MFKH 2022 headline

Saturday, June 4 / 9:00 p.m. / Corpus Christi Chapel


František Gregor Emmert: Symphony for Solo Violin Ecce homo

Milan Pala – violin


An evening bringing together two unjustly omitted exponents of the Czech music scene: Brno-based composer František Emmert, who died seven years ago; and violinist Milan Pala. A symphony for violin solo projecting a philosophical reflection on the last things in the human fate.


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The large-scale musical tableau, or perhaps more precisely, symphony for violin, Ecce Homo!, by the Brno-based composer, František Emmert (1940-2015), conveys in a condensed form the creative message left by this remarkable albeit somewhat underrated composer. His first work for solo violin, it was written at the behest of violinist Milan Pala, then still a student of the Janáček Academy in Brno. Incidentally, Pala has remained to this day the only artist to have this extremely exacting composition in their repertoire.

František Gregor Emmert, a native of the Sudeten region in northern Bohemia, studied initially at the Prague Conservatory (piano with Lev Esch, and composition with Jaroslav Řídký). He then furthered his composition schooling with Jan Kapr and Miloslav Ištvan at the Janáček Academy of Music and Performing Arts. Brno became his home for the rest of his life, as well as being the place where he pursued his career in education as a professor of composition at the Janáček Academy. His compositional output is extensive, encompassing twenty-six symphonies, instrumental concertos, cantatas and oratorios, as well as incidental music (e.g., for Brno´s theatres Husa na provázku and Mahen Drama Stage). His musical idiom, which is best characterized as postmodern, is an organic blend of elements of New Music with earlier compositional techniques.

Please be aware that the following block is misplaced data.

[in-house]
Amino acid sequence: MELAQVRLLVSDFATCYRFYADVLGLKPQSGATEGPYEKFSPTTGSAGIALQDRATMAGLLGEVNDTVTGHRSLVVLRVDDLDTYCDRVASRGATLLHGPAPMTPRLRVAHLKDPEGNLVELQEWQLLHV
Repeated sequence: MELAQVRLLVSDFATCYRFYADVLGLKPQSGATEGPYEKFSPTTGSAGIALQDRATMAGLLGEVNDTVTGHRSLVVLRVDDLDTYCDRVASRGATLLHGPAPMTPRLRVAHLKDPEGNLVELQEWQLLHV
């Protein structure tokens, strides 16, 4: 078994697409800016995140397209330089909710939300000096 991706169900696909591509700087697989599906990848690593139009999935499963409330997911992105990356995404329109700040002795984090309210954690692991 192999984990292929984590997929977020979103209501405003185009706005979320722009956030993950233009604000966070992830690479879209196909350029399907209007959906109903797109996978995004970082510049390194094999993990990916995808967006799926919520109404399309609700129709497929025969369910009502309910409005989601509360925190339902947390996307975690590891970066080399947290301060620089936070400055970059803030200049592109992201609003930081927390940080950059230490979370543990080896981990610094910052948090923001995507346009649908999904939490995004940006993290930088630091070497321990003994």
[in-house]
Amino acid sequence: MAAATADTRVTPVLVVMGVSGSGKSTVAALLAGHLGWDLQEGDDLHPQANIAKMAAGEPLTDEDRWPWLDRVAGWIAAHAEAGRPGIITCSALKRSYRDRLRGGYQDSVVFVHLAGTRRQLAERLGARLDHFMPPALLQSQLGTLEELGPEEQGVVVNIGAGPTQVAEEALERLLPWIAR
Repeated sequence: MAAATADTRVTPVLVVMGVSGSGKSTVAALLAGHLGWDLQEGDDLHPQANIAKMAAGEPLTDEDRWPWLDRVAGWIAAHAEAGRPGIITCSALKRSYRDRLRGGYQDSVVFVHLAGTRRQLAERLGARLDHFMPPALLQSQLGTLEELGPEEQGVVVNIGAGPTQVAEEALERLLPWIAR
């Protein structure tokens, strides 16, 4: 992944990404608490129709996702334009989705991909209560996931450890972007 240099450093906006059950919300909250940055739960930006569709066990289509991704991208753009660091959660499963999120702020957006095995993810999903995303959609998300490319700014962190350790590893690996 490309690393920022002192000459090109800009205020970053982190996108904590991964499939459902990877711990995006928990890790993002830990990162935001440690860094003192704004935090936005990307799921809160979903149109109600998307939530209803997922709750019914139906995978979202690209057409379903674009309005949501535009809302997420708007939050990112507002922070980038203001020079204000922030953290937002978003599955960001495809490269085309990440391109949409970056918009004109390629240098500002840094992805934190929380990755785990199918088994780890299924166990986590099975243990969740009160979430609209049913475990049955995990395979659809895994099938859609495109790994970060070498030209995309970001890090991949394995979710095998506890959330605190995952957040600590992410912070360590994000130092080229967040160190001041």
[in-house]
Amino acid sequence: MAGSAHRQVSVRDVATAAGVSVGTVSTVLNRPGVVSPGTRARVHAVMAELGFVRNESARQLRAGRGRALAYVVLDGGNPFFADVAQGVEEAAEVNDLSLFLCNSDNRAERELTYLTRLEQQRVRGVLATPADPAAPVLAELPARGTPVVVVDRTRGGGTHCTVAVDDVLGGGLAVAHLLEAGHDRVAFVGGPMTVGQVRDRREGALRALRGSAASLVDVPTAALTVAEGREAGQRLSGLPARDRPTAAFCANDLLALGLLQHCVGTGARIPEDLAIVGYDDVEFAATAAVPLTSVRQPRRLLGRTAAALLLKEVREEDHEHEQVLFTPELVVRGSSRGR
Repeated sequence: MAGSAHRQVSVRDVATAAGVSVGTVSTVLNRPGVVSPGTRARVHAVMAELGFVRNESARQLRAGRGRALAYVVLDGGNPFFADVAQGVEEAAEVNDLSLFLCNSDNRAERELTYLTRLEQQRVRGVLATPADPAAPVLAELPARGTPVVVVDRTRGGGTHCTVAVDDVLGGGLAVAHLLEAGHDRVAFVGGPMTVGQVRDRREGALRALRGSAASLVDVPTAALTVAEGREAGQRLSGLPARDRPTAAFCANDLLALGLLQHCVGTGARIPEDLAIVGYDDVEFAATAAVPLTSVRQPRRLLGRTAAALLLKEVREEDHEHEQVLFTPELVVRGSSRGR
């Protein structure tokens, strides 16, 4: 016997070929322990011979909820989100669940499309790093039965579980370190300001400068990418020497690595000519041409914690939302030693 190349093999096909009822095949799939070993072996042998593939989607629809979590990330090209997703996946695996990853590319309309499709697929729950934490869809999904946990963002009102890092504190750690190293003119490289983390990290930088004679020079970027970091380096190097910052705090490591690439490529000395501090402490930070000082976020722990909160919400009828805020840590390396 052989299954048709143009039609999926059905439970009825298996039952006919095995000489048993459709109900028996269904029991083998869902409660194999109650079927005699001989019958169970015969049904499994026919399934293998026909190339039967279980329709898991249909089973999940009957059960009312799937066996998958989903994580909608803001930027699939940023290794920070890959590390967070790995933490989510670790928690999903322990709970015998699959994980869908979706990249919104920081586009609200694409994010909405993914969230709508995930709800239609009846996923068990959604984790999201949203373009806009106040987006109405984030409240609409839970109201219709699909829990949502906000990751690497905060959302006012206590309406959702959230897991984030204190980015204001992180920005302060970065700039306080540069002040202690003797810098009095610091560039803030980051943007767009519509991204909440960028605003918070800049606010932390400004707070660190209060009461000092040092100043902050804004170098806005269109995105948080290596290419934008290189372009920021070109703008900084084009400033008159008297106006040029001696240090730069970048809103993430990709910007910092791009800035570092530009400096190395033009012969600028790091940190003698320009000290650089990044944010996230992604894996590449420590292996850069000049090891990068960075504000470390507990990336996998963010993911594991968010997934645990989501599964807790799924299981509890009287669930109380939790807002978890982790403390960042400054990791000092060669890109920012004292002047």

A delicate and sensitive artist, Emmert would welcome inspiration coming from interpreters as well as from his own students. That was also how Milan Pala became his “appointed artist”. The violinist has regarded Emmert as one of the most important people in his life. The composition Ecce Homo (its original title is a translation borrowed from the authorized Slovak version of the Bible) is described by Pala as enormously difficult. It delves deep into a wide variety of previously unexplored possibilities of the solo instrument, such as multitone chords, achieving an exceptional degree of expressiveness even in comparatively quiet passages. This is also why the hourlong composition leaves the listener no time to become aware of its length.

The three-movement work whose individual parts are linked without an interruption was first performed by Milan Pala shortly after its completion, on 9 June, 2005, in one of Brno´s Evangelical churches.

                                                                                                                     sleeve-note: Dita Hradecká / translation: Ivan Vomáčka

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